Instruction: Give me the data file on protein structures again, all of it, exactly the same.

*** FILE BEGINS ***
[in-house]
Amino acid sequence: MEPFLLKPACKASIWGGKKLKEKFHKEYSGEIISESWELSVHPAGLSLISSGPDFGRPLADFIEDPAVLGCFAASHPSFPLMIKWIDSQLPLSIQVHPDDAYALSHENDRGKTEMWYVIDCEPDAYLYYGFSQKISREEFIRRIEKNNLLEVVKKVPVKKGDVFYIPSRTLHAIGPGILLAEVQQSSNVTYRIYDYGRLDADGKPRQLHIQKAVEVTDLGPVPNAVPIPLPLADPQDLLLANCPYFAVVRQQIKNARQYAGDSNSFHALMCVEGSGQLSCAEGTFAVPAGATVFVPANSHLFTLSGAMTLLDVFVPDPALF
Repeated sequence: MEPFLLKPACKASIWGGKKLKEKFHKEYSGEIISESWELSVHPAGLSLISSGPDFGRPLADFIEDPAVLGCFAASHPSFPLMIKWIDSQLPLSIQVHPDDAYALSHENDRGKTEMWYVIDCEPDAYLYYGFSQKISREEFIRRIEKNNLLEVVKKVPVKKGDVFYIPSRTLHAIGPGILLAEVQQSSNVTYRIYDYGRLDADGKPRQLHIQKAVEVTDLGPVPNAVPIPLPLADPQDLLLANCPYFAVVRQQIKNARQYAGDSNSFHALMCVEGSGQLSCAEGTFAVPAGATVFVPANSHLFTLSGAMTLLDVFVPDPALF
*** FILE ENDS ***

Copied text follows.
[in-house]
Amino acid sequence: MEPFLLKPACKASIWGGKKLKEKFHKEYSGEIISESWELSVHPAGLSLISSGPDFGRPLADFIEDPAVLGCFAASHPSFPLMIKWIDSQLPLSIQVHPDDAYALSHENDRGKTEMWYVIDCEPDAYLYYGFSQKISREEFIRRIEKNNLLEVVKKVPVKKGDVFYIPSRTLHAIGPGILLAEVQQSSNVTYRIYDYGRLDADGKPRQLHIQKAVEVTDLGPVPNAVPIPLPLADPQDLLLANCPYFAVVRQQIKNARQYAGDSNSFHALMCVEGSGQLSCAEGTFAVPAGATVFVPANSHLFTLSGAMTLLDVFVPDPALF
Repeated sequence: MEPFLLKPACKASIWGGKKLKEKFHKEYSGEIISESWELSVHPAGLSLISSGPDFGRPLADFIEDPAVLGCFAASHPSFPLMIKWIDSQLPLSIQVHPDDAYALSHENDRGKTEMWYVIDCEPDAYLYYGFSQKISREEFIRRIEKNNLLEVVKKVPVKKGDVFYIPSRTLHAIGPGILLAEVQQSSNVTYRIYDYGRLDADGKPRQLHIQKAVEVTDLGPVPNAVPIPLPLADPQDLLLANCPYFAVVRQQIKNARQYAGDSNSFHALMCVEGSGQLSCAEGTFAVPAGATVFVPANSHLFTLSGAMTLLDVFVPDPALF